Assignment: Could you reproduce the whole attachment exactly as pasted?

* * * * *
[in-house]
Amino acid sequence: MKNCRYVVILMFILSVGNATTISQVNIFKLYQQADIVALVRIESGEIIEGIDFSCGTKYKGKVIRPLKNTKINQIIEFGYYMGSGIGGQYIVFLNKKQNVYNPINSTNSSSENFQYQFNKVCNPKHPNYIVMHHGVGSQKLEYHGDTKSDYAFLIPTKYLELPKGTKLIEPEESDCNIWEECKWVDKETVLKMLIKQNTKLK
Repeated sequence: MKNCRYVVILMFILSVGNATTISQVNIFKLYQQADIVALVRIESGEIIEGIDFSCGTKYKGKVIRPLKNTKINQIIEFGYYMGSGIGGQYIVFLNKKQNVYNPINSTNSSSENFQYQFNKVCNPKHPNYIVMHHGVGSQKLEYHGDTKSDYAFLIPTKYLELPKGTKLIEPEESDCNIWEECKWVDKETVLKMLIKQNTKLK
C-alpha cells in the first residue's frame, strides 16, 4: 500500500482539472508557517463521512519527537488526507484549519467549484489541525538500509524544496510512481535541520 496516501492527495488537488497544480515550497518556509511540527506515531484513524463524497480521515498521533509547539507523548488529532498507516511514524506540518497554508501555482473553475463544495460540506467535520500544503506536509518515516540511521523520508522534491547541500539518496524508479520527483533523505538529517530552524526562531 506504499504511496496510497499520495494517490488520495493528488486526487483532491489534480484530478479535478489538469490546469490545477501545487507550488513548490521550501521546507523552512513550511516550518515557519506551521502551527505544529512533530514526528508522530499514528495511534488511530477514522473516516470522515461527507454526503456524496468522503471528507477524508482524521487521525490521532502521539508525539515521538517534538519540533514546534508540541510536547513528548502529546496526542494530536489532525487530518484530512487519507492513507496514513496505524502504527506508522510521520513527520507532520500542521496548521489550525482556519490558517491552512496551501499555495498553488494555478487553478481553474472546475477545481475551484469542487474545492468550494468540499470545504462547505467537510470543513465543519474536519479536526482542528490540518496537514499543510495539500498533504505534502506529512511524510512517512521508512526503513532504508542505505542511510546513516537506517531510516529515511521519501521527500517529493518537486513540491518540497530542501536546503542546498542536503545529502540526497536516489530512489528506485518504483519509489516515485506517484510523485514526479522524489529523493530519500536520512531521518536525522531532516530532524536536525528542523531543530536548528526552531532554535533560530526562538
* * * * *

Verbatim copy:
[in-house]
Amino acid sequence: MKNCRYVVILMFILSVGNATTISQVNIFKLYQQADIVALVRIESGEIIEGIDFSCGTKYKGKVIRPLKNTKINQIIEFGYYMGSGIGGQYIVFLNKKQNVYNPINSTNSSSENFQYQFNKVCNPKHPNYIVMHHGVGSQKLEYHGDTKSDYAFLIPTKYLELPKGTKLIEPEESDCNIWEECKWVDKETVLKMLIKQNTKLK
Repeated sequence: MKNCRYVVILMFILSVGNATTISQVNIFKLYQQADIVALVRIESGEIIEGIDFSCGTKYKGKVIRPLKNTKINQIIEFGYYMGSGIGGQYIVFLNKKQNVYNPINSTNSSSENFQYQFNKVCNPKHPNYIVMHHGVGSQKLEYHGDTKSDYAFLIPTKYLELPKGTKLIEPEESDCNIWEECKWVDKETVLKMLIKQNTKLK
C-alpha cells in the first residue's frame, strides 16, 4: 500500500482539472508557517463521512519527537488526507484549519467549484489541525538500509524544496510512481535541520 496516501492527495488537488497544480515550497518556509511540527506515531484513524463524497480521515498521533509547539507523548488529532498507516511514524506540518497554508501555482473553475463544495460540506467535520500544503506536509518515516540511521523520508522534491547541500539518496524508479520527483533523505538529517530552524526562531 506504499504511496496510497499520495494517490488520495493528488486526487483532491489534480484530478479535478489538469490546469490545477501545487507550488513548490521550501521546507523552512513550511516550518515557519506551521502551527505544529512533530514526528508522530499514528495511534488511530477514522473516516470522515461527507454526503456524496468522503471528507477524508482524521487521525490521532502521539508525539515521538517534538519540533514546534508540541510536547513528548502529546496526542494530536489532525487530518484530512487519507492513507496514513496505524502504527506508522510521520513527520507532520500542521496548521489550525482556519490558517491552512496551501499555495498553488494555478487553478481553474472546475477545481475551484469542487474545492468550494468540499470545504462547505467537510470543513465543519474536519479536526482542528490540518496537514499543510495539500498533504505534502506529512511524510512517512521508512526503513532504508542505505542511510546513516537506517531510516529515511521519501521527500517529493518537486513540491518540497530542501536546503542546498542536503545529502540526497536516489530512489528506485518504483519509489516515485506517484510523485514526479522524489529523493530519500536520512531521518536525522531532516530532524536536525528542523531543530536548528526552531532554535533560530526562538